This is the first in a series of posts on Writers and Poets who were active in New York City in the late 1970s through the 1980s. One of these was Rochelle Ratner. She herself wondered whether her work was poetry or prose poetry, but whatever the category, it spoke to many people. Her long poem, “Tellings,” directed by Richard Spiegel, and performed by Barbara Fisher, was presented by the New York Poetry Festival at St. Clement’s, 423 West 46th Street, on Monday, April 6, 1979.
Rochelle Ratner, born in 1949 in Atlantic City, NJ, authored seventeen books, including Practicing to Be A Woman: New and Selected Poems (Scarecrow Press, 1982), Someday Songs (BkMk Press, 1992), and Balancing Acts (Marsh Hawk Press). A novelist as well as a poet, Coffee House Press published two novels: Bobby’s Girl (1986) and The Lion’s Share (1991).
She edited an anthology, Bearing Life: Women’s Writings on Childlessness, published in January 2000 by The Feminist Press. Her poetry and criticism appeared widely in literary journals, including Library Journal, Nation, Poetry Review, and Shenandoah.
Over the decades she contributed to literature, serving as an editor for a number of periodicals, including more than twenty-five years as Executive Editor or Associate Editor of American Book Review. Rochelle Ratner died after battling cancer on March 31, 2008.
Review of Someday Songs
“Personal and religious encounters provide the raw material for Ratner’s 13th collection of poetry. And the poems, which evoke Jewish ritual and communal life, are remarkable for their simplicity, clarity and depth of feeling. They are not so much “about” religious experience as they are moments of it …. The poems are declared imitations, representations, and as such gain their power from their exactness of observation and from the poet’s use of language as a mimetic tool.” – Publishers Weekly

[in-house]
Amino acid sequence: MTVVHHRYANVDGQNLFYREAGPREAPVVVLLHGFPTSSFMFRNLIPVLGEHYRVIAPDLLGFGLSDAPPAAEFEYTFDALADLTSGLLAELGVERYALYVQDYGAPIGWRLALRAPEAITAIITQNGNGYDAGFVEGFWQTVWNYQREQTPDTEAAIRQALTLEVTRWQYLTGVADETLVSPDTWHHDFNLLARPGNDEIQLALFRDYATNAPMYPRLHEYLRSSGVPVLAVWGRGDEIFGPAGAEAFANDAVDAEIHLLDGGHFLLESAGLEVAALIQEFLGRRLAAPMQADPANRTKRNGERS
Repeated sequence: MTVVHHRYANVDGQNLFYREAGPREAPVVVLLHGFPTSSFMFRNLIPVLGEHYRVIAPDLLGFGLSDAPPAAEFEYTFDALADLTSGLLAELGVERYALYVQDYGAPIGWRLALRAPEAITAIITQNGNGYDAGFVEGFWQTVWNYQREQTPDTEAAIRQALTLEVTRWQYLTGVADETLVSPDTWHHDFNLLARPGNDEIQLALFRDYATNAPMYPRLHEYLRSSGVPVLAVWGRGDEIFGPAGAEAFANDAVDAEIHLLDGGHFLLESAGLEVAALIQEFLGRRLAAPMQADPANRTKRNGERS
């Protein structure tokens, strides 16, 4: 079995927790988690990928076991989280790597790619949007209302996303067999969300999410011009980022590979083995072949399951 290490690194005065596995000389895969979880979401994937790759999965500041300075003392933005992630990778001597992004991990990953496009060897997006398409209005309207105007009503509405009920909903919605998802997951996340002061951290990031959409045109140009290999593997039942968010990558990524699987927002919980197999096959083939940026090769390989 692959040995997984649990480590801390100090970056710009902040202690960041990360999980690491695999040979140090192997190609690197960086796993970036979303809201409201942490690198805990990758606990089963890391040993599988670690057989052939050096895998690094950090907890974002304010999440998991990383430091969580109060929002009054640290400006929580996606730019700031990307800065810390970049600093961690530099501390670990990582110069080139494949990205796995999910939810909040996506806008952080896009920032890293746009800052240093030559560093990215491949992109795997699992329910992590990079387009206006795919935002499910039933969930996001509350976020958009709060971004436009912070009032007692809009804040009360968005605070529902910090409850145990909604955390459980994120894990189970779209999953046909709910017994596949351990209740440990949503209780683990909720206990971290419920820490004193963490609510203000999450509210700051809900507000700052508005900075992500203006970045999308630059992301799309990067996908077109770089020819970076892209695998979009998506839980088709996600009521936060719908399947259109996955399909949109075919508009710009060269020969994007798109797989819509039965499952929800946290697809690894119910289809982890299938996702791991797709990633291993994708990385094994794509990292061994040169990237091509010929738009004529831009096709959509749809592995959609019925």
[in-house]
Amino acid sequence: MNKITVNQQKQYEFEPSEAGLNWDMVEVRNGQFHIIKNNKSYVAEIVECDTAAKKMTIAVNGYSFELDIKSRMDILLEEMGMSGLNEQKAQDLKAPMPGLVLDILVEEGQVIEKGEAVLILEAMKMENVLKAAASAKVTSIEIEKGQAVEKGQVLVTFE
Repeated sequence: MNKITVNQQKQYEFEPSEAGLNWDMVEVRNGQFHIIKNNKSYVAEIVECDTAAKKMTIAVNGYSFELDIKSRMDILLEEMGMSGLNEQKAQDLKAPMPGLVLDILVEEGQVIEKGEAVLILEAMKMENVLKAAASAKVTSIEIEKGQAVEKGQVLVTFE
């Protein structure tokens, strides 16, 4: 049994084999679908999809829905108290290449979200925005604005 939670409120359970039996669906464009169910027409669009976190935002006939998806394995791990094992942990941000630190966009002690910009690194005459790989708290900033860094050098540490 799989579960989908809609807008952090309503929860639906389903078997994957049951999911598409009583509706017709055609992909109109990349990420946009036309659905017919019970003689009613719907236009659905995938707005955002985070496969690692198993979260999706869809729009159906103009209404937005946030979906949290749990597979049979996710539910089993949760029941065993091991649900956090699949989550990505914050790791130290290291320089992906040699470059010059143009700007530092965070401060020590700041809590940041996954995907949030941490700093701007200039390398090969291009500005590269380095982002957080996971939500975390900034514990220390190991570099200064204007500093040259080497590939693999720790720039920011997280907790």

Tellings, Rochelle Ratner, an excerpt
The voice is familiar
Power transferred to the brain
And then the heart
Or is the heart first?
Two weeks ago
mother asked what she’d taught me.
Hands twisting in her lap.
Sure she’d given nothing.
These are all her stories,
chants before bed
to make the shadows vanish
or on rainy days
to remember sun by.
I knew her childhood
better than my own.
Easy to get lost there
so that, some twenty years later,
we come back, join hands,
turn the light down.
She searches for her mother,
I search for my mother.
Is she under the bed,
beneath the glass of a picture,
in hair which even now
hasn’t lost its color?
I’ll recognize her on sight.
She looks like both of us.
She comes in, sits by the door,
loosens the scarf from her neck,
turns to her good ear, inclines her head.
I will be doing a series of posts on Writers and Poets who were active in New York City in the late 1970s through the 1980s. Why, do you ask, is this of any importance? I’d answer that this era was a time of transformation, and that every era has its vitality, its moments of contribution and destruction, and its value to the universal flow of human endeavor.
For several years I assisted Richard Spiegel (poet and small press publisher) with the New York Poetry Festival at St. Clement’s on Manhattan’s midtown West Side. Many poets and writers came there as readers or to have their works performed by others.